The link between light and mass in late-type spiral galaxy disks

Robert A. Swaters, Matthew A. Bershady, Thomas P.K. Martinsson, Kyle B. Westfall, David R. Andersen, Marc A.W. Verheijen

Research output: Contribution to journalArticlepeer-review

90 Downloads (Pure)


We present the correlation between the extrapolated central disk surface brightness (μ) and extrapolated central surface mass density (Σ) for galaxies in the DiskMass sample. This μ-Σ relation has a small scatter of 30% at the high surface brightness (HSB) end. At the low surface brightness (LSB) end, galaxies fall above the μ-Σ relation, which we attribute to their higher dark matter content. After correcting for the dark matter as well as for the contribution of gas and the effects of radial gradients in the disk, the LSB end falls back on the linear μ-Σ relation. The resulting scatter around the corrected μ-Σ relation is 25% at the HSB end and about 50% at the LSB end. The intrinsic scatter in the μ-Σ relation is estimated to be 10%-20%. Thus, if μ K, 0 is known, the stellar surface mass density is known to within 10%-20% (random error). Assuming disks have an exponential vertical distribution of mass, the average is 0.24 M /L, with an intrinsic scatter around the mean of at most 0.05 M/L. This value for is 20% smaller than we found in Martinsson et al., mainly due to the correction for dark matter applied here. This small scatter means that among the galaxies in our sample, variations in scale height, vertical density profile shape, and/or the ratio of vertical over radial velocity dispersion must be small.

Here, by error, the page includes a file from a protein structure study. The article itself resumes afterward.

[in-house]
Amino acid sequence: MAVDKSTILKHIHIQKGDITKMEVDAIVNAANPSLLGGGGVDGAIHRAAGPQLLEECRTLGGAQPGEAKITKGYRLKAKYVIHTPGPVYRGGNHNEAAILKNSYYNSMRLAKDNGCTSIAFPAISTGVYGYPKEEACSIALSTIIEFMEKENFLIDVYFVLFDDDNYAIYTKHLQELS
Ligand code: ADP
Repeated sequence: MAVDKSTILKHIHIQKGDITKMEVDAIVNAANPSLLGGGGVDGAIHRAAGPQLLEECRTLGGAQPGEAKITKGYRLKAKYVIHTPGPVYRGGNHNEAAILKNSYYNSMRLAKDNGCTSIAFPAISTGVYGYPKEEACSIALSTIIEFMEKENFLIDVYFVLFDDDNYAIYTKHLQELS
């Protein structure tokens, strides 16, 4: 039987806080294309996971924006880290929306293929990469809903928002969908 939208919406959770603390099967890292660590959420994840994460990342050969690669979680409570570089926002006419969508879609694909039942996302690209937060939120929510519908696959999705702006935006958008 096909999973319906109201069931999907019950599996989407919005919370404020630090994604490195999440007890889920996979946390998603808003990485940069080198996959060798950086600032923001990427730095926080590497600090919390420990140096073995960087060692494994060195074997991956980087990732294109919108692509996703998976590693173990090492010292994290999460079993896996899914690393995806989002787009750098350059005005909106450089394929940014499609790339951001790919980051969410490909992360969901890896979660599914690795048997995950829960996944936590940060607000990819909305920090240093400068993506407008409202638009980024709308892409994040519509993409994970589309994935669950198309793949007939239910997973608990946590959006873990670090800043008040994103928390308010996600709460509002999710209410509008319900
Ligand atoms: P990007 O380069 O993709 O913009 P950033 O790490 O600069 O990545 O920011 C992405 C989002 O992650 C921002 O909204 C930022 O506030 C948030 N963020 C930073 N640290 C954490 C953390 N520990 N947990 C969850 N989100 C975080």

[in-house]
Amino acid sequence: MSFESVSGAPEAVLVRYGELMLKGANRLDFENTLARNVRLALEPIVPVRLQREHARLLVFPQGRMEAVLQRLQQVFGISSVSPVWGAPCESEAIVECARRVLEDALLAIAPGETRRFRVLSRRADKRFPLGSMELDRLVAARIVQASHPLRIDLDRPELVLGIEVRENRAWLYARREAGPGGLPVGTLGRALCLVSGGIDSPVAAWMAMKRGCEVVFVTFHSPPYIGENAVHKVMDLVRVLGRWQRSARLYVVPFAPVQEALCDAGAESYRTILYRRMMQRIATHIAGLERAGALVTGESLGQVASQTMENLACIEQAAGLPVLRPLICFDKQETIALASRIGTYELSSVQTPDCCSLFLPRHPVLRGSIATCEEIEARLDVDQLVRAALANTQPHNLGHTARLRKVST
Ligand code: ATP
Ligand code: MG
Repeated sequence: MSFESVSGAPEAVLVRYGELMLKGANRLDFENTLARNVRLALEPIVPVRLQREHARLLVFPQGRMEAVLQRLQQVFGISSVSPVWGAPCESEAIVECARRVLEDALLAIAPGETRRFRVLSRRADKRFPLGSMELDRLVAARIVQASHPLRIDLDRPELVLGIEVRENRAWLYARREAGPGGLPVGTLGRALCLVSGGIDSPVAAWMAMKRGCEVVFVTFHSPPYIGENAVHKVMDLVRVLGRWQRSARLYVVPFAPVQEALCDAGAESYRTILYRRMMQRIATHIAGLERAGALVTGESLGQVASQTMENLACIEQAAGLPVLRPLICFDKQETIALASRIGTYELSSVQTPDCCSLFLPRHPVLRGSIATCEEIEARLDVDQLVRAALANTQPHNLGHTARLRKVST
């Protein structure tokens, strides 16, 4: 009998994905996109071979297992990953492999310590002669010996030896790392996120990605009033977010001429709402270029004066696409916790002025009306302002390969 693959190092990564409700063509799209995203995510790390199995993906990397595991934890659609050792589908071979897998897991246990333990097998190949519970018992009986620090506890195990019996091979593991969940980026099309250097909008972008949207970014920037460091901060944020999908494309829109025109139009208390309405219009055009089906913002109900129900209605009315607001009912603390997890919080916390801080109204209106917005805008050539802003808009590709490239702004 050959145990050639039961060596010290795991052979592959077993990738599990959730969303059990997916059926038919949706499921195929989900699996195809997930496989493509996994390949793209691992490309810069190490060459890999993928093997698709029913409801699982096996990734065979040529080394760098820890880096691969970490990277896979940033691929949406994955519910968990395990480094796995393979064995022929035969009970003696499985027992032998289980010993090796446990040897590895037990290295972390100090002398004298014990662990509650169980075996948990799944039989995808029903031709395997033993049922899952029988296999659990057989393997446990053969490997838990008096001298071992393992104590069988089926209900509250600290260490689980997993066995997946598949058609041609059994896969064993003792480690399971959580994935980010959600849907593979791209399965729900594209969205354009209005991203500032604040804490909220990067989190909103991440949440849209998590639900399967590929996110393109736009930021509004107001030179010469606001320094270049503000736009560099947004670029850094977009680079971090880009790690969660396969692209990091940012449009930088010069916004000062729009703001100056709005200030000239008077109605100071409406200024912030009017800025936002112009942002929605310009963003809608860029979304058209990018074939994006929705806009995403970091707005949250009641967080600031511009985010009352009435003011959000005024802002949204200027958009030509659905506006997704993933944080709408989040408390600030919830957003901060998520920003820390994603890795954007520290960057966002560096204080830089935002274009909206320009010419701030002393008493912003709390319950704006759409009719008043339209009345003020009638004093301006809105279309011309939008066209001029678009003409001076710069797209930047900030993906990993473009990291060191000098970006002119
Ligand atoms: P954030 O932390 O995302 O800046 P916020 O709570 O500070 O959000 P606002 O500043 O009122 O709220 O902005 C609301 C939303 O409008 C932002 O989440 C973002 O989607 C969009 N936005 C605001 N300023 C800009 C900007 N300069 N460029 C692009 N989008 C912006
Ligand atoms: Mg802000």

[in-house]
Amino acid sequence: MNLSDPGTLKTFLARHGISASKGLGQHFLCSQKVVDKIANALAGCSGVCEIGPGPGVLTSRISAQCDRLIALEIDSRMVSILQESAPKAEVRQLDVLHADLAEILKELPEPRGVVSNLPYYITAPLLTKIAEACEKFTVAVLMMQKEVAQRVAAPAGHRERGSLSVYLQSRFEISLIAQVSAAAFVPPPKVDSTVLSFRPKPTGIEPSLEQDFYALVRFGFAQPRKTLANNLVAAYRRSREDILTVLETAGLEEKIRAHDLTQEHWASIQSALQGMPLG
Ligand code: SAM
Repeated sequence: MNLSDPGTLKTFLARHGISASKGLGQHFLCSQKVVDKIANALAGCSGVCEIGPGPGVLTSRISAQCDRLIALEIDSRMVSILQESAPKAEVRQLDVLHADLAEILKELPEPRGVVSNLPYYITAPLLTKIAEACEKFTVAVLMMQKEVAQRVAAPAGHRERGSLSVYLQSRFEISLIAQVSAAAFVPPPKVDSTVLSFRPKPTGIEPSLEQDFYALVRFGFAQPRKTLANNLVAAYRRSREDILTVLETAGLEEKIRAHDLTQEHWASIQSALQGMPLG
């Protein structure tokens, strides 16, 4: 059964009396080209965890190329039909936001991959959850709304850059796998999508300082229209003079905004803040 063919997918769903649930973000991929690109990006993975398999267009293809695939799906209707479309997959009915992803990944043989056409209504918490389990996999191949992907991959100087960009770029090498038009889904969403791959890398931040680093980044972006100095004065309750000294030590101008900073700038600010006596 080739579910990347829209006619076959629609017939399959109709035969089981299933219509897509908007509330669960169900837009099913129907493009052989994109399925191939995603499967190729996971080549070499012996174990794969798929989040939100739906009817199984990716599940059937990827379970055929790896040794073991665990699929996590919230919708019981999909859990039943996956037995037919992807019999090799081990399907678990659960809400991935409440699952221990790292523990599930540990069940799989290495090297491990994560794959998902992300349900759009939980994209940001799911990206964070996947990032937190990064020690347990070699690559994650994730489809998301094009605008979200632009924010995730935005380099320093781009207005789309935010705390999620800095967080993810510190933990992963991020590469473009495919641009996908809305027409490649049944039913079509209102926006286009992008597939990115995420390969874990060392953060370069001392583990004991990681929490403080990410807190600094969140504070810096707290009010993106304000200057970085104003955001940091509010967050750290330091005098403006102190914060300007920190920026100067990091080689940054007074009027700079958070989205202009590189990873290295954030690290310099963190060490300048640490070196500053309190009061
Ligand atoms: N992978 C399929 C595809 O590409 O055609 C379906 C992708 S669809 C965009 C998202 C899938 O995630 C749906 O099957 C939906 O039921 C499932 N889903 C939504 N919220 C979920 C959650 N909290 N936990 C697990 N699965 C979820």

Original languageEnglish
Article numberL28
JournalAstrophysical Journal Letters
Issue number2
Publication statusPublished - 9 Dec 2014


  • galaxies: fundamental parameters
  • galaxies: kinematics and dynamics
  • galaxies: spiral


Dive into the research topics of 'The link between light and mass in late-type spiral galaxy disks'. Together they form a unique fingerprint.

Cite this